I have received pictures from Darren Carpenter sharing news from the Trades and Careers Program and many pictures from Darlene Havens at LDSS. Thank you both for sharing and I thought that the easiest way to enjoy your great pictures was to place them in a video. Enjoy! Please continue to send me stories, pictures and videos that capture your school community as it also helps remind me about how important it is to share across our district.
Other news from around the district include a big congratulations to Andrew Schulz who will be heading off as a participant to the Taiwan International Science Fair. Congratulations Andrew….Nechako Lakes is very proud of you! I know that Andrew is a big fan of Bacon Jam and so if anyone has a great recipe, please pass it on to Andrew’s mom Lilly who teaches at Mouse Mountain.
A few weeks ago I sent out an email to all teachers with links to the new DRAFT k – 9 (Language Arts, Math, Science, Social Studies – other subject areas to be released shortly) curriculum that is focussed on competencies rather than a broad set of learning outcomes. The most appealing part of this new DRAFT is that each of the k-9 subject areas is captured in a single page rather than 100s of pages. As with all DRAFT curriculum from the Ministry, it is imperative that teachers take the time to review the documents and provide feedback. I would be interested in hearing directly from teachers regarding feedback of this new curriculum framework.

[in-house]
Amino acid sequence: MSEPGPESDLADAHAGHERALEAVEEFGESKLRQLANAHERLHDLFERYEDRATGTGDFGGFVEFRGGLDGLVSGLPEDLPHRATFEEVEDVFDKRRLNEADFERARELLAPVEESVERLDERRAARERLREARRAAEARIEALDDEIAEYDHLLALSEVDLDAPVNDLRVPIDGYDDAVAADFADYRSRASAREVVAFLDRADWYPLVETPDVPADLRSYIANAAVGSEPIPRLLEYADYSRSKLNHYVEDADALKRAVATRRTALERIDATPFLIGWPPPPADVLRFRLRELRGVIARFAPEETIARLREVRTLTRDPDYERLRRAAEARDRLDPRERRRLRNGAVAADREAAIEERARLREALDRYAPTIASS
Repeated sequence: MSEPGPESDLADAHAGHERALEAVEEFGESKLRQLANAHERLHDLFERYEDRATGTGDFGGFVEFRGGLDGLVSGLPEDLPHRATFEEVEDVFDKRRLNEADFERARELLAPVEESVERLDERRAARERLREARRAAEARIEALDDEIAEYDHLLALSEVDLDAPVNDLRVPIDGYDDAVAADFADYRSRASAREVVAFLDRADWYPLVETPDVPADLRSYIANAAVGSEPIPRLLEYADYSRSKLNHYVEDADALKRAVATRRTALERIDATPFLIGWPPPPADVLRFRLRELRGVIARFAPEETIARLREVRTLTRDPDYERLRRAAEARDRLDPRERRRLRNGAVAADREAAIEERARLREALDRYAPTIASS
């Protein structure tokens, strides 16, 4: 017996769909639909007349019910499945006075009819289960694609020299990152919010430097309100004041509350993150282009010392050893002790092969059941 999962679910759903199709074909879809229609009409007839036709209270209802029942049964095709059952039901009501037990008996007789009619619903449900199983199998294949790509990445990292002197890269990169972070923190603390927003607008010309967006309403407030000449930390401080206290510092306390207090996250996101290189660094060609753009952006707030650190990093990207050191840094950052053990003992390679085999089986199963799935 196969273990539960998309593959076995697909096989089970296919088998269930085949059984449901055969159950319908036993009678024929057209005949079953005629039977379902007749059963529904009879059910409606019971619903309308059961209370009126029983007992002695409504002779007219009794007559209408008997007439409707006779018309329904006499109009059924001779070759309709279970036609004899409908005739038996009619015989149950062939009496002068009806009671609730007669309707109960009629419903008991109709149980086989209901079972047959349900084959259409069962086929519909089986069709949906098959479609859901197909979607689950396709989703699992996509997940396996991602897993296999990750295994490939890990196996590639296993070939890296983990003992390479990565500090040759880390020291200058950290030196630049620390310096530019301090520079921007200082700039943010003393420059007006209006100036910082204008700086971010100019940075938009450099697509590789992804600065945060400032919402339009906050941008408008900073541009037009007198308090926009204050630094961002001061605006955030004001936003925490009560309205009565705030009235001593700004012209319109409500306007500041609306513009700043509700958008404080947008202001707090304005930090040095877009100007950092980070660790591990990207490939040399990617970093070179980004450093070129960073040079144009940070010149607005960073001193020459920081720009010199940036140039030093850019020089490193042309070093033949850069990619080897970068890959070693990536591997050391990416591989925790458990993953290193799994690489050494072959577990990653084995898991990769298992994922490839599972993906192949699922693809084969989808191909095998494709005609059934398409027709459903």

The Babine School construction project continues and elementary teacher Lyndsey Graff is helping to document the progress with her class…..thanks Lyndsey!
Here is another video from Michael Gaal, our Lead Teacher, at BESS sharing another view of the contraction:
I have recently been re-reading sections of John Hattie’s book, Visible Learning and am amazed at the succinct way that he has summarized research regarding the impact of a variety of instructional strategies. As teachers consider approaches to instruction, Hattie’s work has become a necessary resource to consult. Self reported grades by students are continually shown to be the single greatest influence on student learning. Watch this John Hattie video: